Java Magic

by cmur2 on 2012-03-16 in Java

I will describe two uncommon Java phenomenons that hit me short time ago while diving into the fantastic JMonkeyEngine and related stuff.

Local classes

You can declare classes within a method’s body (or exactly anywhere in any block of Java code). They are much like nested classes but remain visible only within the surrounding scope. So if you don’t want to create an anonymous inner class to provide e.g. a callback or some “closure”-like functionality but need a (helper or temporary) object structure just visible within a single method (else use a nested class) you could use a local class to implement this. Stackoverflow has a nice overview of some advantages. Java in a Nutshell has more details on local classes.

public class MyClass {
public static void main(String[] args) {
class LocalClass {
public void echo(String msg) {
new LocalClass().echo("Hi"); // prints "Hi"
// LocalClass is an unrecognized identifier here...

Constructors of anonymous inner classes

You will sooner or later encounter anonymous inner classes for example when working with Swing and having to provide an ActionListener:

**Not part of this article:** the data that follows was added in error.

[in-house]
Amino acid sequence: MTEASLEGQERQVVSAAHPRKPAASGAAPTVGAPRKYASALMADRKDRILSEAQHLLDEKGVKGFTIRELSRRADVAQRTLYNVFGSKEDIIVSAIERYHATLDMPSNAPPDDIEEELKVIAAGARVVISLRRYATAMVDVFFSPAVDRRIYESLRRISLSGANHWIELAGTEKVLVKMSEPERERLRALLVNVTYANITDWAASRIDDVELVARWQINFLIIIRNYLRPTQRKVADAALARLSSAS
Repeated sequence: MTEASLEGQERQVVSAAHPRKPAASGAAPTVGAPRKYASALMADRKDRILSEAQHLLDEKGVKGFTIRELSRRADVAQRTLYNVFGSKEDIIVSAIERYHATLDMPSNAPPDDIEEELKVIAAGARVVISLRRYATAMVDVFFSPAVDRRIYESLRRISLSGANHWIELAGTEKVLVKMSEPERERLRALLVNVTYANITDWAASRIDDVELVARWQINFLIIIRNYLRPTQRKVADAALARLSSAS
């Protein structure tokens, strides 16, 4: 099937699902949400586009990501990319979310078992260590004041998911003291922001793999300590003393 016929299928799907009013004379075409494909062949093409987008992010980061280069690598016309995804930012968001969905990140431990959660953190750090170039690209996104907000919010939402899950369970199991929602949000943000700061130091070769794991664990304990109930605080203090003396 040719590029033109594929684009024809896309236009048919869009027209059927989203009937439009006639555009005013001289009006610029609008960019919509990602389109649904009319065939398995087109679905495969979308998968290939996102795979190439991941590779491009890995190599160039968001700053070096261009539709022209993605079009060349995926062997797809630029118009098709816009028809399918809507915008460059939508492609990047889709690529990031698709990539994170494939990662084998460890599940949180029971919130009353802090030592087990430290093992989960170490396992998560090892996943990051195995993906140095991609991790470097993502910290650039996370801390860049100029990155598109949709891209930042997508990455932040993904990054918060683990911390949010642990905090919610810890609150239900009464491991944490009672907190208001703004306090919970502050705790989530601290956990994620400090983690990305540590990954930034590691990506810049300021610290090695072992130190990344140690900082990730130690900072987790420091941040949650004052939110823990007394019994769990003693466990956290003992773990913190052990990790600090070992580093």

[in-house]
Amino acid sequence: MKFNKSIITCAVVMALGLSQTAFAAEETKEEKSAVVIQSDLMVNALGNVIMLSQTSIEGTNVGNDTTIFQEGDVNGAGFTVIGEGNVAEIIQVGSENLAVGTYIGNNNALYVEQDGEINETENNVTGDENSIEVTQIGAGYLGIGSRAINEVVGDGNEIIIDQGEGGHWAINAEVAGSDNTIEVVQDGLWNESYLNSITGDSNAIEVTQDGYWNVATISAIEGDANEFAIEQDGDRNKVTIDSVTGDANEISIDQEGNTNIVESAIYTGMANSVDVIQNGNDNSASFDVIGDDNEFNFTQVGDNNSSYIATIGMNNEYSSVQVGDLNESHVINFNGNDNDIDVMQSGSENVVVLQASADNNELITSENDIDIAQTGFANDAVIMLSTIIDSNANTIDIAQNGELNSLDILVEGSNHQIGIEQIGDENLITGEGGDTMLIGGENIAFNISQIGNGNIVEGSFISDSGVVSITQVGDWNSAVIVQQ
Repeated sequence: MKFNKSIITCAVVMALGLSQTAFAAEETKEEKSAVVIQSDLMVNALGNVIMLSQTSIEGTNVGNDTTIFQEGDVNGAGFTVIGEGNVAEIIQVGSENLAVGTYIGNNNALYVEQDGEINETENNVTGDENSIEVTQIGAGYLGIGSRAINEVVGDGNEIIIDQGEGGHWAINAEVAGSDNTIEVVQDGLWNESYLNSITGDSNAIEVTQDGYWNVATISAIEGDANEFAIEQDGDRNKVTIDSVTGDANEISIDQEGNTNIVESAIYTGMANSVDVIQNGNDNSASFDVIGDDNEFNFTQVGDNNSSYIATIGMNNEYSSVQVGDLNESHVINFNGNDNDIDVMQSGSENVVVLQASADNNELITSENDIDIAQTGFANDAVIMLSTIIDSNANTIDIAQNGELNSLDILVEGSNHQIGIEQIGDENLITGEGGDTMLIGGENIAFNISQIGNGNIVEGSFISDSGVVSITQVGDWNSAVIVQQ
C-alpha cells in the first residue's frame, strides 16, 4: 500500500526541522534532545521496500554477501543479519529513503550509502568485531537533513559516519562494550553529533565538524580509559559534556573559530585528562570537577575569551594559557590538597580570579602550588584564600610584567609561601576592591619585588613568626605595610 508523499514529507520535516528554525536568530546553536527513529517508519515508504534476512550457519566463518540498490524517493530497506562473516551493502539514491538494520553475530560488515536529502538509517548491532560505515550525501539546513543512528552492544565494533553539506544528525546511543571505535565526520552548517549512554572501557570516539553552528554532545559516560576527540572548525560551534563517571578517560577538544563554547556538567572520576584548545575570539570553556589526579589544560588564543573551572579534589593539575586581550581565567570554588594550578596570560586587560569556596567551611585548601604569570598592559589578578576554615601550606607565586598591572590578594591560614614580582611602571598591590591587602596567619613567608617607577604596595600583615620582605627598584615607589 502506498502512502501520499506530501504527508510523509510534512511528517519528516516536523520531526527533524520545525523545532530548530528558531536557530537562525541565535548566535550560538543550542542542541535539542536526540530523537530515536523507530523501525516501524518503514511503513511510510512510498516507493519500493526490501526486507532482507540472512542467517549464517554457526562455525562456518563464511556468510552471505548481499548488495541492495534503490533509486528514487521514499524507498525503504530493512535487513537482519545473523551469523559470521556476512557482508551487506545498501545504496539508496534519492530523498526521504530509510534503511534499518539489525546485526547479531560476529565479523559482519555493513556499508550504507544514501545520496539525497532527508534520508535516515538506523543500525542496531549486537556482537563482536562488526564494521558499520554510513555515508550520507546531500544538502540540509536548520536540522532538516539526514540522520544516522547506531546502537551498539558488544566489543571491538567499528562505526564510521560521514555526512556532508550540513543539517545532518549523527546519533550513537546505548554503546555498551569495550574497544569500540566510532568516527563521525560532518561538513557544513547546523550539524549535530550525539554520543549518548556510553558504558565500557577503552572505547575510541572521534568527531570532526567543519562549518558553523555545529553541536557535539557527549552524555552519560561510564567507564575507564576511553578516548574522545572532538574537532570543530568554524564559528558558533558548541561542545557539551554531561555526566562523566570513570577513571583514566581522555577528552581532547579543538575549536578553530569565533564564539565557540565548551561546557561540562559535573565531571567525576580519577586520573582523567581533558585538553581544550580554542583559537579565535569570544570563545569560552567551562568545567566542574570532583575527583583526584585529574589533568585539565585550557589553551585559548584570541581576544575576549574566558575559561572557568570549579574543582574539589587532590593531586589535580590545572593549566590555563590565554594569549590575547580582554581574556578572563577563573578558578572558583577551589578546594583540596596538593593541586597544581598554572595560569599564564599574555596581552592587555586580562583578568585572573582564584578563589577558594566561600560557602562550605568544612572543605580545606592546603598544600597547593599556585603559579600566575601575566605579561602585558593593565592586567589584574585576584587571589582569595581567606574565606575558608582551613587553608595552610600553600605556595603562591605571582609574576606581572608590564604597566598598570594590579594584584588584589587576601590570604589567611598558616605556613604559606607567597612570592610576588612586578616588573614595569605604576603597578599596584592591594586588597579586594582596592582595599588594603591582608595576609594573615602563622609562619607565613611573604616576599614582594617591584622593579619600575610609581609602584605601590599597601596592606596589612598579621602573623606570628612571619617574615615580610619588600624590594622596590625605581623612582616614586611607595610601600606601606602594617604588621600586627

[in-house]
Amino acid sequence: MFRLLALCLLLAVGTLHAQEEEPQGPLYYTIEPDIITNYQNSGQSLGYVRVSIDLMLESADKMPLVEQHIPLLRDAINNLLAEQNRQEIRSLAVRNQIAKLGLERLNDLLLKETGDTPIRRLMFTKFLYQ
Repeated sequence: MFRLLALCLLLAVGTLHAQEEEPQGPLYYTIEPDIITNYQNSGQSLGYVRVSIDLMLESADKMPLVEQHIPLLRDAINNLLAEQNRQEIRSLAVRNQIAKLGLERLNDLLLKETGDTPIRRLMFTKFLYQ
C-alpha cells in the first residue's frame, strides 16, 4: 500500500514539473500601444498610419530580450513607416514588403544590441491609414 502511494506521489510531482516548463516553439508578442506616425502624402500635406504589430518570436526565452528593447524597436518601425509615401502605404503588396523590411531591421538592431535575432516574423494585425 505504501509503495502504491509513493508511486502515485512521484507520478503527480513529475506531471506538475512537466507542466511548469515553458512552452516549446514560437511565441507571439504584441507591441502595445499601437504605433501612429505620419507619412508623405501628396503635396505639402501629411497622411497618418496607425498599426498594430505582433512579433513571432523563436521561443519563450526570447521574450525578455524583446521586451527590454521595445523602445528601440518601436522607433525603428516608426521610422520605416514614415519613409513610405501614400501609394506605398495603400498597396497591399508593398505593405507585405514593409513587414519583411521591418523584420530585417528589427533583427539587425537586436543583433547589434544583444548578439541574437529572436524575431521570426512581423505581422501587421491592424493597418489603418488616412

new JButton("Click me").addActionListener(new ActionListener() {
public void actionPerformed(ActionEvent e) {
System.out.println("Oh, you clicked me!");

It’s pretty common to override or implement some methods in such classes but did you ever specified a definition of the constructor for an anonymous inner class? As I learned from here a simple {} will take some code to be executed as the constructor of that class. This allows you to create some kind of not-so-bad looking builder specifications since your constructor code can use the complete API provided by its superclass. The advantages of not having to carry your builder instance in an explicit variable (but implicit via this) and the possibility of simple nesting multiple builders comes with the fact that you will possibly generate a lot of classes in your binary.

new MyDSL() {

In this example MyDSL provides an interface to specify some rendering options of graphical primitives. In context of Nifty GUI this is used for creating complete graphical layouts in Java as the counterpart to their XML definitions for layouts by using several builders.

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